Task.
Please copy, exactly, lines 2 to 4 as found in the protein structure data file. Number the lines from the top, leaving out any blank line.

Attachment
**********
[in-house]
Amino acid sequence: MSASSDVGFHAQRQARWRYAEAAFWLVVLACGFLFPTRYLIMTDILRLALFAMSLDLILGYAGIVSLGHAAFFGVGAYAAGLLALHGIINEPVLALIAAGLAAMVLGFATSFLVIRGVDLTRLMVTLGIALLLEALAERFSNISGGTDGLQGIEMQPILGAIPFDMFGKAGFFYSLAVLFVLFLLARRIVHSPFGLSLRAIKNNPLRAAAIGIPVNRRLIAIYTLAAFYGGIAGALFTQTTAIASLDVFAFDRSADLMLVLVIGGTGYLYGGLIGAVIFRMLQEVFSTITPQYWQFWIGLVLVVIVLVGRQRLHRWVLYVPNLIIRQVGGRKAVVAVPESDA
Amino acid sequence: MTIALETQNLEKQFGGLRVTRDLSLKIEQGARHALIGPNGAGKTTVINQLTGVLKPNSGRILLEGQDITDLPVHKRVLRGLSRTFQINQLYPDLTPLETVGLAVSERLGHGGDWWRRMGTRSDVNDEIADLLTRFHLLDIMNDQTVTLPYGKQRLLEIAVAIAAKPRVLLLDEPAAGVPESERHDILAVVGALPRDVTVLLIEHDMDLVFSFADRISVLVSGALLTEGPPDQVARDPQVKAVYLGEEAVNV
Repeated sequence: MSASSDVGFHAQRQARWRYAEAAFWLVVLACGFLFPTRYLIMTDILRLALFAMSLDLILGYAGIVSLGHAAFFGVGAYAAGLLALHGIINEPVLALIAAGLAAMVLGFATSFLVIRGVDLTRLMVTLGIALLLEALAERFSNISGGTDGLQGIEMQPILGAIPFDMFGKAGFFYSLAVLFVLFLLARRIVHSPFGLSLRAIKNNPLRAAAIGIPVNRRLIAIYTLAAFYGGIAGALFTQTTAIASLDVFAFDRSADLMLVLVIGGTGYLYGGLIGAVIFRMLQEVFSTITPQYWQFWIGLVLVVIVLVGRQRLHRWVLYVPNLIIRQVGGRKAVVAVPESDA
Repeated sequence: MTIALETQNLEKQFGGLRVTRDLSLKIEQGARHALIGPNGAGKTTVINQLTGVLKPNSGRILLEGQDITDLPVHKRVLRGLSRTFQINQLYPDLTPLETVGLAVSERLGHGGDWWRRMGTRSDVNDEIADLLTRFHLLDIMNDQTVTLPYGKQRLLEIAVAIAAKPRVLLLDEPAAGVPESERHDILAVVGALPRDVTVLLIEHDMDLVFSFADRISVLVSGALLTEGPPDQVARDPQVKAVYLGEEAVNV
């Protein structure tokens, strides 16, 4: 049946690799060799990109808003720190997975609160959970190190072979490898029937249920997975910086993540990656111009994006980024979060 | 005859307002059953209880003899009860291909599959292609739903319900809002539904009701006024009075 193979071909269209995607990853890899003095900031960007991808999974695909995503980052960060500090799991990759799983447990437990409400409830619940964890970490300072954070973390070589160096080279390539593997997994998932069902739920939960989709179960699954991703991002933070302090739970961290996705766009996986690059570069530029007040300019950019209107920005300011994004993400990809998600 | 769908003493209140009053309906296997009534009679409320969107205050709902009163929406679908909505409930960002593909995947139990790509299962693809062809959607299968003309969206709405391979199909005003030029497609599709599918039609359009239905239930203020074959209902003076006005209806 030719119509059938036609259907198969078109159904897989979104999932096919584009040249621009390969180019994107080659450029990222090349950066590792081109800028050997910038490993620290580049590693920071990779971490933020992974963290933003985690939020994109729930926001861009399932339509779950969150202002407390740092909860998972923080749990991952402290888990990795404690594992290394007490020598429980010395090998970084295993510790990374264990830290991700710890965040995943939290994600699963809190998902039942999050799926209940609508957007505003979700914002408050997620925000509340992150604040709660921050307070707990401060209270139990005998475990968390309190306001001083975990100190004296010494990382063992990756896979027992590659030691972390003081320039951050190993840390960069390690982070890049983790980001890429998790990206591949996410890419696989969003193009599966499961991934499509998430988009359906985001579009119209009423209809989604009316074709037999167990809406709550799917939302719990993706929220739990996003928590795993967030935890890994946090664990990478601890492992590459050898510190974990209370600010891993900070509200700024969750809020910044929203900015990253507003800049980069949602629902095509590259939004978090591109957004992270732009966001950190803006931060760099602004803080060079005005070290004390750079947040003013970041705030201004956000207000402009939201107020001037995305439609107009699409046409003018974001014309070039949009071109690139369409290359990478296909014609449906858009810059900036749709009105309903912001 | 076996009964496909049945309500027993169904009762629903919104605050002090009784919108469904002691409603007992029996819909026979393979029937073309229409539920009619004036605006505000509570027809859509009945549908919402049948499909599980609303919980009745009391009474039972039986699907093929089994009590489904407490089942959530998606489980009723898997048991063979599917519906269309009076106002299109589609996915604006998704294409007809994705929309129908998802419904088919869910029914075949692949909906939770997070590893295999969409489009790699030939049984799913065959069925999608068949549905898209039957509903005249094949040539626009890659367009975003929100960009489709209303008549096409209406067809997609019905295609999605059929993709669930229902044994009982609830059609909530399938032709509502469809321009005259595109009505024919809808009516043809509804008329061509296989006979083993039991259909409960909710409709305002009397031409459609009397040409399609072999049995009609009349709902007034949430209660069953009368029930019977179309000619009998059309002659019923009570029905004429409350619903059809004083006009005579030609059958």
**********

Amino acid sequence: MSASSDVGFHAQRQARWRYAEAAFWLVVLACGFLFPTRYLIMTDILRLALFAMSLDLILGYAGIVSLGHAAFFGVGAYAAGLLALHGIINEPVLALIAAGLAAMVLGFATSFLVIRGVDLTRLMVTLGIALLLEALAERFSNISGGTDGLQGIEMQPILGAIPFDMFGKAGFFYSLAVLFVLFLLARRIVHSPFGLSLRAIKNNPLRAAAIGIPVNRRLIAIYTLAAFYGGIAGALFTQTTAIASLDVFAFDRSADLMLVLVIGGTGYLYGGLIGAVIFRMLQEVFSTITPQYWQFWIGLVLVVIVLVGRQRLHRWVLYVPNLIIRQVGGRKAVVAVPESDA
Amino acid sequence: MTIALETQNLEKQFGGLRVTRDLSLKIEQGARHALIGPNGAGKTTVINQLTGVLKPNSGRILLEGQDITDLPVHKRVLRGLSRTFQINQLYPDLTPLETVGLAVSERLGHGGDWWRRMGTRSDVNDEIADLLTRFHLLDIMNDQTVTLPYGKQRLLEIAVAIAAKPRVLLLDEPAAGVPESERHDILAVVGALPRDVTVLLIEHDMDLVFSFADRISVLVSGALLTEGPPDQVARDPQVKAVYLGEEAVNV
Repeated sequence: MSASSDVGFHAQRQARWRYAEAAFWLVVLACGFLFPTRYLIMTDILRLALFAMSLDLILGYAGIVSLGHAAFFGVGAYAAGLLALHGIINEPVLALIAAGLAAMVLGFATSFLVIRGVDLTRLMVTLGIALLLEALAERFSNISGGTDGLQGIEMQPILGAIPFDMFGKAGFFYSLAVLFVLFLLARRIVHSPFGLSLRAIKNNPLRAAAIGIPVNRRLIAIYTLAAFYGGIAGALFTQTTAIASLDVFAFDRSADLMLVLVIGGTGYLYGGLIGAVIFRMLQEVFSTITPQYWQFWIGLVLVVIVLVGRQRLHRWVLYVPNLIIRQVGGRKAVVAVPESDA